How To Replace The Front Stabiliser Bar Bushes On A Porsche 944 (Square Dash Model)


Having been trying to solve a previous problem (power steering oil cooler location) some months ago via the Pelican Parts forums a member pointed out to me that from the photos I'd posted he could see that one of the bushes on the front stabilisation bar looked like it needed replacing. I'd always thought it had seen better days but since the car had passed two previous MOT's I didn't think it was that serious. Anyhow having finally cleared the list of jobs on my 944 that I considered to have higher priority I thought I go back and investigate this one.


You will need the following tools:

13mm Ring Spanner
13mm Socket
10mm Socket
Socket Extension Bar
Socket Ratchet Spanner
A bench vice (optional)
1600mm G-Clamp or bigger (optional)
Washing-up Liquid


(Amateur mechanic job time approx. 2 hours)

Undo the 7 x 10mm bolts that secure the engine undertray to the vehicle and remove. You will then see the stabilisation bar running the width of the vehicle secured at either end to the front wishbones and to two supports (circled in orange below) that hang down from the engine bay walls.

Before you can begin removing the stabilisation bar you need to start by either measuring the diameter of the stabilisation bar (at the points above circled in orange) or by cleaning enough grease and grime off one (or both) of the centre rubber bushes to reveal the Posche product code stamped on their edge. This is because for some unbeknown reason Porsche decided to make 3 different thickness (20mm, 21.5mm & 23mm) stabilisation bars. You then need to select the right size bushings for your bar. Mine happened to be the 23mm variety (Product code 477 411 053 J) of which I ordered two. The bushes at end of the stabilisation bar are the same diameter no matter what stabilisation bar you have, I ordered two of those too (Product code 171 411 314 A).

Here's a useful diagram and part numbers
Once you've sourced your bushes the next part involves undoing the 13mm nuts that hold the clips to the inner brackets (two per bracket) and then the 13mm nuts that secure the bearing brackets (two per bracket) to the wishbones.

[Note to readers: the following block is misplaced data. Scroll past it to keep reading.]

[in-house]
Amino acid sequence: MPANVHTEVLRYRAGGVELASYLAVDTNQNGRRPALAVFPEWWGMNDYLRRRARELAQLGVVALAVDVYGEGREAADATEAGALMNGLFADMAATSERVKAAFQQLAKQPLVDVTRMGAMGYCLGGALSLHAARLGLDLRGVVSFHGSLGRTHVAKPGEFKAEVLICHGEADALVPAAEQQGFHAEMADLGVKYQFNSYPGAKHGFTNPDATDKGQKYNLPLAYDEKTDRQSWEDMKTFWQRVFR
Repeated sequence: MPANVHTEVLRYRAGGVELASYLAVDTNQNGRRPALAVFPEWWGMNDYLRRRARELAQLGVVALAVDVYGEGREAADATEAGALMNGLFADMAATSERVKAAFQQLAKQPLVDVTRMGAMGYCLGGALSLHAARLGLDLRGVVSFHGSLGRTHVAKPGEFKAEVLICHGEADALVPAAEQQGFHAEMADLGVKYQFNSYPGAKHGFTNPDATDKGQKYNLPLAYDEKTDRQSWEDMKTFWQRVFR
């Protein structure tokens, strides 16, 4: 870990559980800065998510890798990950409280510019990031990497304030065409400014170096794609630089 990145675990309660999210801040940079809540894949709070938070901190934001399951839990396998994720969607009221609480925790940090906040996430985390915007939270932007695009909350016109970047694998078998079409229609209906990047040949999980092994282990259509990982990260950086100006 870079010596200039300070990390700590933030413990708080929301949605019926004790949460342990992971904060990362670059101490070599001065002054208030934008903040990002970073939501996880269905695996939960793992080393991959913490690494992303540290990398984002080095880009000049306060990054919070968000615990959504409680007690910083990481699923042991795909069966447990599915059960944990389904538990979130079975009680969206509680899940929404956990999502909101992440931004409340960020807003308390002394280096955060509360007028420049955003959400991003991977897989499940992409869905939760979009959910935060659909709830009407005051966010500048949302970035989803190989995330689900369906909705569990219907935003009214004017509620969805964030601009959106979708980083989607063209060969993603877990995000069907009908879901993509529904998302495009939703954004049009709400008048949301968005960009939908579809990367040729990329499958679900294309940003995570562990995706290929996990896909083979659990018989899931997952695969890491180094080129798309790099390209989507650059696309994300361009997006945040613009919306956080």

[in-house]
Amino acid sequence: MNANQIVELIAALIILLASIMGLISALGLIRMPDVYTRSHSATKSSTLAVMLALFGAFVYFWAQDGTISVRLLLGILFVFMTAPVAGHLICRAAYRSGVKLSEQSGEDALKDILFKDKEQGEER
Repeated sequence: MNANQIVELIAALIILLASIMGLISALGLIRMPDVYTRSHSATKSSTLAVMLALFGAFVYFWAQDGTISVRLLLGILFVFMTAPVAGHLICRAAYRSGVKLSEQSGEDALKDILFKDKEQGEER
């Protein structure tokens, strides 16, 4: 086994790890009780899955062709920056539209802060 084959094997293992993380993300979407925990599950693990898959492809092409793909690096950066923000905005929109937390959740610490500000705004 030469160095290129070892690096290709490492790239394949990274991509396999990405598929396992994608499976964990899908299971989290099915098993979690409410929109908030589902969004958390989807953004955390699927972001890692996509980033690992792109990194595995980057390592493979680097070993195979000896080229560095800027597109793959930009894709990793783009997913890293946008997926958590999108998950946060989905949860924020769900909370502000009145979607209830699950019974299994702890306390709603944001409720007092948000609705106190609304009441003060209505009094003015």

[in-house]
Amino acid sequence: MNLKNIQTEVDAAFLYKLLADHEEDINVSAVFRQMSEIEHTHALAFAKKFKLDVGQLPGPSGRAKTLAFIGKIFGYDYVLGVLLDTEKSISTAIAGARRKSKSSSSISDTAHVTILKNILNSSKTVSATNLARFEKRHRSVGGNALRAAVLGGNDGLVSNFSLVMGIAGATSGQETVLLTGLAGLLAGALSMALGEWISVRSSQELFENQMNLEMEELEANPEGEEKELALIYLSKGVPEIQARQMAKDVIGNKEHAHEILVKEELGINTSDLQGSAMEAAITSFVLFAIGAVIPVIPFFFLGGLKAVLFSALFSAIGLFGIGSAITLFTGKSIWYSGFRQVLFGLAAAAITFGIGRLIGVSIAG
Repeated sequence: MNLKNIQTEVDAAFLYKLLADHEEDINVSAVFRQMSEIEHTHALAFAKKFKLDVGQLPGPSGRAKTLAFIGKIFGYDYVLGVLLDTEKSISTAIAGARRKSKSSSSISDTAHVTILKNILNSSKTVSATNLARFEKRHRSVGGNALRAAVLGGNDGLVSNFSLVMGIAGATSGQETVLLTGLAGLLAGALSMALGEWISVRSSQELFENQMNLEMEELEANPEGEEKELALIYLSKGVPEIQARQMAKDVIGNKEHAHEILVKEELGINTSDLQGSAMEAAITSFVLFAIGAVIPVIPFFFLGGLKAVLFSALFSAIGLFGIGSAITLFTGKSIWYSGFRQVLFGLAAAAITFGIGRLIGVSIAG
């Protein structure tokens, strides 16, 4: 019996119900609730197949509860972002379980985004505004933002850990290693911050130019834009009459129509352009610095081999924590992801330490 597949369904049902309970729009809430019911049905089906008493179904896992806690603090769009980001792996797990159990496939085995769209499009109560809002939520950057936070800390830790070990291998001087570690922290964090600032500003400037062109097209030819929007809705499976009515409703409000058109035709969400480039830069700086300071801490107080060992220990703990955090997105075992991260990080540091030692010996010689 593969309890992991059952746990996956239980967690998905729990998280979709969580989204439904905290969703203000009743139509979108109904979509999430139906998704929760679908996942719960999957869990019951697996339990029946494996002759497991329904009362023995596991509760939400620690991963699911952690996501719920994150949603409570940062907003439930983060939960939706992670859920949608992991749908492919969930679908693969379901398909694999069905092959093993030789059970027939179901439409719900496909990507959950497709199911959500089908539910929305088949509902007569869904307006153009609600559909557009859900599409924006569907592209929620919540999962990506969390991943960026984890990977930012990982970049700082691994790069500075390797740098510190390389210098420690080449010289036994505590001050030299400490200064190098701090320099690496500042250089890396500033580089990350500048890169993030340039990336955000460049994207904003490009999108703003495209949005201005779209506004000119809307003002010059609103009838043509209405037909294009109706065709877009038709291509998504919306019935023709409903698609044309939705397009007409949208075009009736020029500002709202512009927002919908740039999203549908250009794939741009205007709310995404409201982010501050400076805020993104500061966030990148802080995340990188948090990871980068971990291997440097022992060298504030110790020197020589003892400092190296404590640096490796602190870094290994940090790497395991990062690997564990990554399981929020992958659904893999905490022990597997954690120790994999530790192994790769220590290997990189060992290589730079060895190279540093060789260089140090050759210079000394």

I had very little trouble undoing the bolts on the inner brackets however when it came to one side of the bearings brackets at the wishbone I had to cut the bearing bracket off the wishbone with a grinder. Because the bearing brackets are only made from a light alloy it appeared some corrosion had gone on and because the bolt head is inset into the bracket this just chewed its way into the alloy and left me with a spinning nut.

With the stabilisation bar now removed I was able to easily pull off the bushes from either end. However the centre ones required a little bit of invention to pry open the clips for which I used the outer edge of some vice jaws and then wound out the vice as shown below.

With the clips removed the old rubber bushes simply slid off the bar. Here's a few photos comparing the old ones (centre) to the new ones (either end).

As you can clearly see the left centre bush has seen much better days. Its not surprising that it was in much worse shape than the other side as it sits on the side of the car that tends to get the worst of the oil leaks (power steering bottle, engine gasket and seal leaks).

With the bushes removed it was time to clean the stabilisation bar with some degreaser. This revealed some pitting that had occurred on the side of the worst bush.

Not wanting this to cut into the new bushes and neither wanting to purchase a new stabilisation bar I decided to smooth it off with a fine grindstone and emery paper to remove the worst of the pits.

The new centre bushes were then slid onto the bar with the aid of some washing-up liquid. And the clips were then slid over them and clamped in the vice so they were loosely secured around the bushes.

Because previously I had had to destroy one of the bearing brackets to get the bar off I ordered a complete new pair.

And the bushes to go in them.

The bushes are quite difficult to press into the bearing brackets. I found it was best to insert the top rounded edge in at an angle and then press in the sides. I obviously used washing-up liquid again and a little help from the vice being careful not to damage the rubber or alloy brackets as I pressed then right in.

The bushes have obviously been modified since the ones that were previously on the car. Here's a photo showing the new vs the old.

As you can see from the photo above the old (good) bracket that I didn't have to cut off is pretty badly corroded, so much so that I couldn't even extract the bolts from it.

The next step involved pressing the bearing brackets and their new bushings onto either end of the bar. Again I had to improvise and found that clamping the curved part of the bar in the vice and then using a G-clamp to gradually wind and push down the bush onto the bar - again with help of some fairy liquid. This is not shown in the photo but I used a small plastic disc to stop the round G-clamp jaw from damaging the rubber bush as I would it on. This was by far the most difficult part of the job.

The final part involves re-fixing the bar to the car. I started by loosely clamping up the centre bush clips to the drop down brackets and then located the bolts through the outer bearing bracket bushes and into the holes in the wishbones. Everything was then tightened up and the engine pan put back on.